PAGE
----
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The annual slaughter of the bottlenose dolphins in Japan's Taiji cove has ended today. The environmental group Sea Shepherd reports that 250 dolphins were captured, including a rare albino, about 40 were killed and 50 kept alive to be sold.
Animal rights groups have long criticized the killings, featured in the 2009 Academy Award-winning documentary "The Cove."
This week, U.S. Ambassador to Japan Caroline Kennedy weighed in with a tweet, in both English and Japanese: "Deeply concerned by inhumaneness of drive hunt dolphin killing. USG opposes drive hunt fisheries." (USG stands for U.S. government.)
So what does the tweet mean? Will the U.S. government take an action on the dolphins? R. Nicholas Burns, a former U.S. ambassador to Greece and a veteran foreign service officer, joins Here & Now's Robin Young with some insight.
On his analysis of Ambassador Kennedy's tweet about the dolphin hunt
"I think it was smart and very effective of Ambassador Kennedy to do what she did. She didn't lash out. I thought the tone of what she did was respectful. ... You know the United States has a specific view and she was representing the government and she reached a lot more people via Twitter than she would have if she issued some dry public statement on paper from the embassy."
On the U.S. and Japan's differing views of dolphin and whale hunting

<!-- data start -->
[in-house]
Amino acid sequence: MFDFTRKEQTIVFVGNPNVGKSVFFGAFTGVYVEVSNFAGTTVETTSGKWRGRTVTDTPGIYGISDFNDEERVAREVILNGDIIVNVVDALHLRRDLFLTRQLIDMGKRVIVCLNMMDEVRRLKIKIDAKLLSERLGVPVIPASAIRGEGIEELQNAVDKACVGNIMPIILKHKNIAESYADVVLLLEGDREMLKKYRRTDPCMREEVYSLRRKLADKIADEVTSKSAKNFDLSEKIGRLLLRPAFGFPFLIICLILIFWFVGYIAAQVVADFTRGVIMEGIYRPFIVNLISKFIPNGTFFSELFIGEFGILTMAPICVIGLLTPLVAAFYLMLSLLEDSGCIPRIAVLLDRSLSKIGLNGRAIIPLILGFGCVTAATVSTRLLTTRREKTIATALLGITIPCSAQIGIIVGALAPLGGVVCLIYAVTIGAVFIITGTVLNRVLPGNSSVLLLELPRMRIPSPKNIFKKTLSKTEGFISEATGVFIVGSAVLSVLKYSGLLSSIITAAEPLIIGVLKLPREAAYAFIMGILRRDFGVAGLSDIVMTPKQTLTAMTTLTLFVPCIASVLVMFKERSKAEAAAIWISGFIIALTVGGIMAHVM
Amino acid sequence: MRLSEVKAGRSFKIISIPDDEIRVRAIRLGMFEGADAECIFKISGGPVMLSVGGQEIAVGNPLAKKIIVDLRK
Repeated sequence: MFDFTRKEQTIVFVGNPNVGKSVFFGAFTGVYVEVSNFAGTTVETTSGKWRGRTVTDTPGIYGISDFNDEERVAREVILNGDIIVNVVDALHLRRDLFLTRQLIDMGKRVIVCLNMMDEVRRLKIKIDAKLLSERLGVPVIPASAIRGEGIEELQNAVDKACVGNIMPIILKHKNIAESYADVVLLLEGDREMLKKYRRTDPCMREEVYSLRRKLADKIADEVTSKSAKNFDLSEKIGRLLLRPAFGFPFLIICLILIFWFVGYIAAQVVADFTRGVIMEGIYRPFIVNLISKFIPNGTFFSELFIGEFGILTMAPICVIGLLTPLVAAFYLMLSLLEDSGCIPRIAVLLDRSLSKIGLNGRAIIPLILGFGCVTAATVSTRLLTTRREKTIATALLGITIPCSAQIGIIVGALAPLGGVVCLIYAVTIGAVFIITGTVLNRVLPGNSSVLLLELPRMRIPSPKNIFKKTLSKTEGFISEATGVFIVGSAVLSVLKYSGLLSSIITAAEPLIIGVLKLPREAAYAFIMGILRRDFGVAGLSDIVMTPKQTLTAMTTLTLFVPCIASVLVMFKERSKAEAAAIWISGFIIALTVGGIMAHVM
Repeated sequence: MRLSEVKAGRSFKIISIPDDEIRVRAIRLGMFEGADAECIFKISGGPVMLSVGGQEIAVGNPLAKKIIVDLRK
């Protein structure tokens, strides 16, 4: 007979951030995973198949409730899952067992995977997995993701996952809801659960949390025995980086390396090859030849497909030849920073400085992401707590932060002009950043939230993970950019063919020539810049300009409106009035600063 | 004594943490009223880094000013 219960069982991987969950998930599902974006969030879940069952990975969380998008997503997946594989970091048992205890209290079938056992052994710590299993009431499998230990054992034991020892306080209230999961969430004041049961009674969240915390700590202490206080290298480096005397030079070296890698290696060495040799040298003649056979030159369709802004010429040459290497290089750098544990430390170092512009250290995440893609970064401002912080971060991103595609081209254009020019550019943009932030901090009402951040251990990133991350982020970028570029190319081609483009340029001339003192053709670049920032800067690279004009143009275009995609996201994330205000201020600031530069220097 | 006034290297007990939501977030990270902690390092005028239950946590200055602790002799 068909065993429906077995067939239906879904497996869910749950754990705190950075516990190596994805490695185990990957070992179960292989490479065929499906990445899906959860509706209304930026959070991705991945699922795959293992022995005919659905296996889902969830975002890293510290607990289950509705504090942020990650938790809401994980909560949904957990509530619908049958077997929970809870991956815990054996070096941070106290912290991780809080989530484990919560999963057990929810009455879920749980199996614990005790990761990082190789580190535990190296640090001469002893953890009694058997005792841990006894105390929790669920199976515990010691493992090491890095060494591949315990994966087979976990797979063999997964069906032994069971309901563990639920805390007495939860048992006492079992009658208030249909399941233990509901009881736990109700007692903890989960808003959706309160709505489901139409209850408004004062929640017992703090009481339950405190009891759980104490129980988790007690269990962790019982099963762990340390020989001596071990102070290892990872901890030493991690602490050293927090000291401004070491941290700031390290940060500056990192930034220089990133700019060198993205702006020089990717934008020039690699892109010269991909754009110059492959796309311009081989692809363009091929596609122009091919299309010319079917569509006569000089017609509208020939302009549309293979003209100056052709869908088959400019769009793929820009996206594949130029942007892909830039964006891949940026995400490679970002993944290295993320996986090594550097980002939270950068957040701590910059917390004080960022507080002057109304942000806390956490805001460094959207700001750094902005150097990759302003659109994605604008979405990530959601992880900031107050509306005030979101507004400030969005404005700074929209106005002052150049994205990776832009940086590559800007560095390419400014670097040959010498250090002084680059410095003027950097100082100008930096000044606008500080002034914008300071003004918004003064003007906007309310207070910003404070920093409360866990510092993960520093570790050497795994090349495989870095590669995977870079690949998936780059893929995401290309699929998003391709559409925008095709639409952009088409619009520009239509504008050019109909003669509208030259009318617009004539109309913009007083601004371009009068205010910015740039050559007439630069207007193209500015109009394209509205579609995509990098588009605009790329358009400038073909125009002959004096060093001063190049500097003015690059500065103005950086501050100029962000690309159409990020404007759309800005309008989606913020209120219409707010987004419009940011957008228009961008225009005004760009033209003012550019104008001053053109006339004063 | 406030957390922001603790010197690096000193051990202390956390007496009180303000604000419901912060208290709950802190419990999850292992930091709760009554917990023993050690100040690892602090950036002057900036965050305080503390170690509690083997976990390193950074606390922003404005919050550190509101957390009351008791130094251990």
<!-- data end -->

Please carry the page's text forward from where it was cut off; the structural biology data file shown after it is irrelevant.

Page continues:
"There’s a longstanding disagreement between two cultures, two societies. We have to have a respectful dialogue about it. Caroline Kennedy’s tweet was respectful, but we can’t be shy of disagreements, and diplomacy is not trying to be nice and polite and just agreeing. Diplomacy is sometimes just bringing an issue into the open. Trying to make sure the Chinese public understands there’s a different point of view, and Ambassador Kennedy, her job is supposed to represent our country and our values, our own laws and our own practices."
On the State Department's social media strategy
"Of course we all know that Twitter, Facebook, the Internet is a double-edged sword, but there’s no turning back. We live in the 21st century, and the United States has to participate in the 21st century. And diplomacy is no longer a backroom game, you know, of just world leaders talking without reference to the public. And I think Hilary Clinton was one of the first Secretaries of State, along with Condoleezza Rice, to say to the employees of the State Department, 'You need to be on Twitter, you need to be on Facebook, you need to be out, arguing the U.S. point of view in the public domain.' So sometimes you get burned, as we did in India, but sometimes you have employees doing the right thing, like Ambassador Kennedy, so you just gotta continue to participate in public diplomacy.
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